The US band wrote and recorded a song with the Belgian seven-piece after they won the Play and Stay at Aloft competition.
Asked how the competition had gone, Chris Cain told Digital Spy: "It went exactly as we predicted. Do you remember the eerie details we gave you? They all came true - they all came to pass!
"They are one fresh-faced little gang. We're excited to see if they can even lift their instruments. "
Keith Murray added: "They're very young. Seven people, one of them female, six of them... undetermined! No, six male, they're from Antwerp in Belgium.
"I've been telling other people that this is their first time out of Antwerp... I think it's their first time out of continental Europe.
"There are two horns and when we first watched their concert video, I said - inaccurately - that they were the Pavement of Belgium. That's the quote from me."
Cain said: "Disregarding the actual pavements in Belgium."
On what advice they imparted during the process, Murray said:"The funny part is that they ended up mentoring us.
"They know way more of this stuff than we do. It turns out I've been holding my guitar upside down all this time."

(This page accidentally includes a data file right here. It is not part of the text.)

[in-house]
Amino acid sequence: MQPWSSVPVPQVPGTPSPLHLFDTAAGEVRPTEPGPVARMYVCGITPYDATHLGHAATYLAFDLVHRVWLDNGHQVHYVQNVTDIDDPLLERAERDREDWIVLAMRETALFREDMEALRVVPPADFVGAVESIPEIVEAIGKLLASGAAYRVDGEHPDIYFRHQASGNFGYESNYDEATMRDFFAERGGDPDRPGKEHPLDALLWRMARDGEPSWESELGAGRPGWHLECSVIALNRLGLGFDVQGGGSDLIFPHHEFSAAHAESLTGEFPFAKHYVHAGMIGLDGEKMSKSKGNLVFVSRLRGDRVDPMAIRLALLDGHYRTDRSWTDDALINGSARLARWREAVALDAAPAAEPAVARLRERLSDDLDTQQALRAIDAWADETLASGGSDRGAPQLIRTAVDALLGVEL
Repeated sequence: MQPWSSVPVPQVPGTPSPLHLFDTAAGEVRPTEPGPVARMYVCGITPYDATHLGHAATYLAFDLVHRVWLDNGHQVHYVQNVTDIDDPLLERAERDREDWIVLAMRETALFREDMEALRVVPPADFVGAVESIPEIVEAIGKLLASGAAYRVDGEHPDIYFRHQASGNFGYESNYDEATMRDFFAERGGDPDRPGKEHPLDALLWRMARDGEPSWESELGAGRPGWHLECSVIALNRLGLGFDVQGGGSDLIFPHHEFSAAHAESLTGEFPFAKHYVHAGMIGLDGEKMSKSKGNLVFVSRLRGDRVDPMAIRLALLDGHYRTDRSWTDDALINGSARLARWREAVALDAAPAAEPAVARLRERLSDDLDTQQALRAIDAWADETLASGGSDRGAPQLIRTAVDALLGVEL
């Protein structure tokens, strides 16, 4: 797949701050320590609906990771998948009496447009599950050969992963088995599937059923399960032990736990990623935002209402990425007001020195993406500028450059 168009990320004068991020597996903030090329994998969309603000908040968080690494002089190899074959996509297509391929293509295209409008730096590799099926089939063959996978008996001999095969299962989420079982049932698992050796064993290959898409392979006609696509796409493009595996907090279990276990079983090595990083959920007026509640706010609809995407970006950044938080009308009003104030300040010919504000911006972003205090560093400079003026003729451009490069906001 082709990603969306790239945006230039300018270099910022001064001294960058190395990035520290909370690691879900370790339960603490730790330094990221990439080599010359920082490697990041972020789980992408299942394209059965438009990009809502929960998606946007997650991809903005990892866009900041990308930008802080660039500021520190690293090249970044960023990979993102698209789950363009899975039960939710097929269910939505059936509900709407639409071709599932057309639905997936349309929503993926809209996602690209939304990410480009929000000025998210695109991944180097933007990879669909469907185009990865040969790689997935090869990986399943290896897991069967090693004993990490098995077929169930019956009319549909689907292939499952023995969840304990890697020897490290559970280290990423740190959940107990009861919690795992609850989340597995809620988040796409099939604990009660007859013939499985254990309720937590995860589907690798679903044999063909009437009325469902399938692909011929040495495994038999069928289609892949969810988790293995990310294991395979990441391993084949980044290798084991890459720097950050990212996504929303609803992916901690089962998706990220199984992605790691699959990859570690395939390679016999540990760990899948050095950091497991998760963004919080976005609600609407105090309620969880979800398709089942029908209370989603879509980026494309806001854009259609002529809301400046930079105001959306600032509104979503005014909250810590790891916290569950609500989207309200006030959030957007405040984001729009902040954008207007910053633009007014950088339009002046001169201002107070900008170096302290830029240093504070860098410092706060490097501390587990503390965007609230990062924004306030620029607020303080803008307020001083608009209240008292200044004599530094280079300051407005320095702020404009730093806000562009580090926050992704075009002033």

Cain joked: "I think it's just a symptom of how sick the industry is that a successful band like us managed to get past all the gatekeepers without even knowing how to hold a guitar.
"We told them to ignore the producer. Unfortunately he was in the room at the time and I think our relations soured from then on."
Murray said: "Luckily that was about six hours in, so I think they got most of the important stuff done."
Asked about their own upcoming studio album, Cain said: "It's mostly recorded, it's not done yet, we're going to finish it up at the end of this month... and I think we're going to call it... Sky Castles."
We Are Scientists supported 'Play and Stay at Aloft' winners Sky Castles, to write and record a new track in 12 hours